Park referred to the historic nuclear deal between Iran, the U.S. and five other world powers that recently lifted nuclear-related sanctions on Iran after a decade of international isolation.

Park's demand for China's cooperation comes amid Beijing's apparent lukewarm stance on the North's nuclear development. China, traditionally an ally of the North, is a veto-holding permanent member of the United Nations Security Council (UNSC) that is currently working on a resolution to impose harsher sanctions against the North.

Park called on officials to concentrate their diplomatic capacity in order for the UNSC to produce strong and effective sanctions against the North.

She added that the fundamental solution to resolve the North's nuclear issue is achieving unification between the two Koreas.

For its part, the Ministry of Unification told Park that it is planning to establish a task force to work on the denuclearization of the North and the establishment of peace between the two Koreas.

A ministry official said a director-level official will lead the task force, noting that "We are now focusing on firm sanctions in responses to the North's nuclear test. If the North offers any talks, we will ask them to discuss denuclearization first."

During its report on how to deal with the North militarily, the Ministry of National Defense said that South Korea will enhance information-sharing on the North's nuclear and ballistic missiles with the U.S. by installing a new military network, called Link16, which connects the Korea Interface Control Center (KICC) with the United States Forces Korea's (USFK) Joint Interface Control Center (JICC), both in Osan, 35 km south of Seoul.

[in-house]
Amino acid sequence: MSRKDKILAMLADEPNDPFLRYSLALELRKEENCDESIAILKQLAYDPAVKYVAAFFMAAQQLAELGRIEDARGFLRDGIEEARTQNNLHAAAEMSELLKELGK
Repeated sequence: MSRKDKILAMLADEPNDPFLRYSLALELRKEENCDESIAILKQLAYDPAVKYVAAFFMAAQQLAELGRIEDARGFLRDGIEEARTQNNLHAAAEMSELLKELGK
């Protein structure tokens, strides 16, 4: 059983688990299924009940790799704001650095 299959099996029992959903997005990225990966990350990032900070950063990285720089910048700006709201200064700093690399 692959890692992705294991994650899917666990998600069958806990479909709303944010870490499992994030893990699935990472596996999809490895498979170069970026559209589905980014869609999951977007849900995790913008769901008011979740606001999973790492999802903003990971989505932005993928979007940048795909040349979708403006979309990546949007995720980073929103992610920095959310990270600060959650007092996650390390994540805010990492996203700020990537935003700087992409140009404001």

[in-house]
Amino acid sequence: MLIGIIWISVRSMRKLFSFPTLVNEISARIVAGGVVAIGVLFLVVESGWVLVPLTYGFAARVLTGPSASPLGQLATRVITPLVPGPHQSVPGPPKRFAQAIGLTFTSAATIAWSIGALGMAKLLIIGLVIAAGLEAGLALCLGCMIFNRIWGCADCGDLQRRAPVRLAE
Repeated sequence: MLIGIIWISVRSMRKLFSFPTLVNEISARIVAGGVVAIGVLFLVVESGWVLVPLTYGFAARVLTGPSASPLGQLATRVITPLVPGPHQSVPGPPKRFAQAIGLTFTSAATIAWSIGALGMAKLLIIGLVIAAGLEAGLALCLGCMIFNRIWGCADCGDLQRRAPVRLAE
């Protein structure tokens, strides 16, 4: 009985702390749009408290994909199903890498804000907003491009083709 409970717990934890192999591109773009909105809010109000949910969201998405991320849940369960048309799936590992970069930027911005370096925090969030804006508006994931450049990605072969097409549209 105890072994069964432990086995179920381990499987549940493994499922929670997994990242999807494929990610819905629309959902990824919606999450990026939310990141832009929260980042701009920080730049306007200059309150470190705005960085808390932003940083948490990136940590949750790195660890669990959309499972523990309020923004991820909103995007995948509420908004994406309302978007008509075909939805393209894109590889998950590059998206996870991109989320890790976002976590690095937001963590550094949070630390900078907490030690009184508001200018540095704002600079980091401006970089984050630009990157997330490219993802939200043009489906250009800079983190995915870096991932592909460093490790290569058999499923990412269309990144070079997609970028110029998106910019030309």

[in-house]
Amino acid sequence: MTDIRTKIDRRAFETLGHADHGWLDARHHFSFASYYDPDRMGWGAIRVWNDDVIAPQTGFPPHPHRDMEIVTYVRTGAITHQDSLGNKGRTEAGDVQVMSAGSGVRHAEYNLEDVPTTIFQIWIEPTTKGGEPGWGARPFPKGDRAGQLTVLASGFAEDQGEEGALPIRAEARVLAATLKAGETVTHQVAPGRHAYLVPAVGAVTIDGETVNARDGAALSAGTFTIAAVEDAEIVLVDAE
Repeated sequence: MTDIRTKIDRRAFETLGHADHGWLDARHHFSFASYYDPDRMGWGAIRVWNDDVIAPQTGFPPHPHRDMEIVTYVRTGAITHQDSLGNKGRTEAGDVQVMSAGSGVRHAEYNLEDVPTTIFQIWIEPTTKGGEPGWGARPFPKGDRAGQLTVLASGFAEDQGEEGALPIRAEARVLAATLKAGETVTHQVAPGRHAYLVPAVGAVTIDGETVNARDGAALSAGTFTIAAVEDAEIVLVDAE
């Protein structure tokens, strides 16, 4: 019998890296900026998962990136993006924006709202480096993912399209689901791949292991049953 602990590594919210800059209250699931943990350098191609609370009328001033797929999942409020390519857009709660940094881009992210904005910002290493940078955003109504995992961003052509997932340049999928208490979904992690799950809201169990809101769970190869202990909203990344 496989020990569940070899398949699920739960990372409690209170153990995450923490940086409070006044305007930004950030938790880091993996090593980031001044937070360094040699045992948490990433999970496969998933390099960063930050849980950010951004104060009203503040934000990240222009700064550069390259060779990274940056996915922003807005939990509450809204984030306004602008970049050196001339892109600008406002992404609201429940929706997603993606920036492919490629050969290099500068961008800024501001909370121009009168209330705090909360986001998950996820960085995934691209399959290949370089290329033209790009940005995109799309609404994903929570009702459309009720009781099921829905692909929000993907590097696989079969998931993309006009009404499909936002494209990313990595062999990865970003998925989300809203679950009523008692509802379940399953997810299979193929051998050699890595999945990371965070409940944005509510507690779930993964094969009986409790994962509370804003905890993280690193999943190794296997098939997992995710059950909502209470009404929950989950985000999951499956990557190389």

The military tactical data exchange network will allow the allies to share text and imagery intelligence on a nearly real-time basis, which will enable Seoul to gain access to U.S. information collected by its Defense Support Program reconnaissance satellite over the Korean Peninsula as well as its Space-Based Infrared System (SBIRS).

SBIRS, the Pentagon's space program for preventing nuclear war, provides persistent global, infrared surveillance capabilities to meet 21st century demand in the areas of missile warning, missile defense, technical intelligence and battlespace awareness.

The move practically means the South will also share a real-time military data link with Japan, given the USFK's JICC is connected with the U.S. Forces Japan that have reportedly set up the information-sharing system with Japan's Self-Defense Forces.

This year, the Ministry of National Defense will also kick off a project to introduce a total of five military reconnaissance satellites by the early 2020s as well as deploying the Taurus bunker-busting long-range air-to-ground missile with a 500-kilometer range made by the German-Swedish joint venture Taurus Systems, the ministry added.

Follow Jun Ji-hye on Twitter @TheKopJihye